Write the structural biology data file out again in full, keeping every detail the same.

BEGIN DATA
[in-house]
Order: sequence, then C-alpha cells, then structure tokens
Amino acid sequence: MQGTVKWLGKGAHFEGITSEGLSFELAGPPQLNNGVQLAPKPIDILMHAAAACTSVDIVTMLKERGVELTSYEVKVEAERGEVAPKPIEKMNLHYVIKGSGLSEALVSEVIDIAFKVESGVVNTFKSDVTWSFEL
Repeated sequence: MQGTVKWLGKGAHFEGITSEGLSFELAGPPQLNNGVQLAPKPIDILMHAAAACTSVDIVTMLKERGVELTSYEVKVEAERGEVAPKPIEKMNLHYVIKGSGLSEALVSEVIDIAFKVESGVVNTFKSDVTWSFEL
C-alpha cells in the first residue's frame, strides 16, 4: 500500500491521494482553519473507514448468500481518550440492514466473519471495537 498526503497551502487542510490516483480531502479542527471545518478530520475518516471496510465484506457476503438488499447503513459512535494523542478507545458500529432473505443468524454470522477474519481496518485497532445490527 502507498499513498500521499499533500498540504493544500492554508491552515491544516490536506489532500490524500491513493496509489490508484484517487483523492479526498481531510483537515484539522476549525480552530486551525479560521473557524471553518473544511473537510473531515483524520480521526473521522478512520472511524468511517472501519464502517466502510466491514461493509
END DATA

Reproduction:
[in-house]
Order: sequence, then C-alpha cells, then structure tokens
Amino acid sequence: MQGTVKWLGKGAHFEGITSEGLSFELAGPPQLNNGVQLAPKPIDILMHAAAACTSVDIVTMLKERGVELTSYEVKVEAERGEVAPKPIEKMNLHYVIKGSGLSEALVSEVIDIAFKVESGVVNTFKSDVTWSFEL
Repeated sequence: MQGTVKWLGKGAHFEGITSEGLSFELAGPPQLNNGVQLAPKPIDILMHAAAACTSVDIVTMLKERGVELTSYEVKVEAERGEVAPKPIEKMNLHYVIKGSGLSEALVSEVIDIAFKVESGVVNTFKSDVTWSFEL
C-alpha cells in the first residue's frame, strides 16, 4: 500500500491521494482553519473507514448468500481518550440492514466473519471495537 498526503497551502487542510490516483480531502479542527471545518478530520475518516471496510465484506457476503438488499447503513459512535494523542478507545458500529432473505443468524454470522477474519481496518485497532445490527 502507498499513498500521499499533500498540504493544500492554508491552515491544516490536506489532500490524500491513493496509489490508484484517487483523492479526498481531510483537515484539522476549525480552530486551525479560521473557524471553518473544511473537510473531515483524520480521526473521522478512520472511524468511517472501519464502517466502510466491514461493509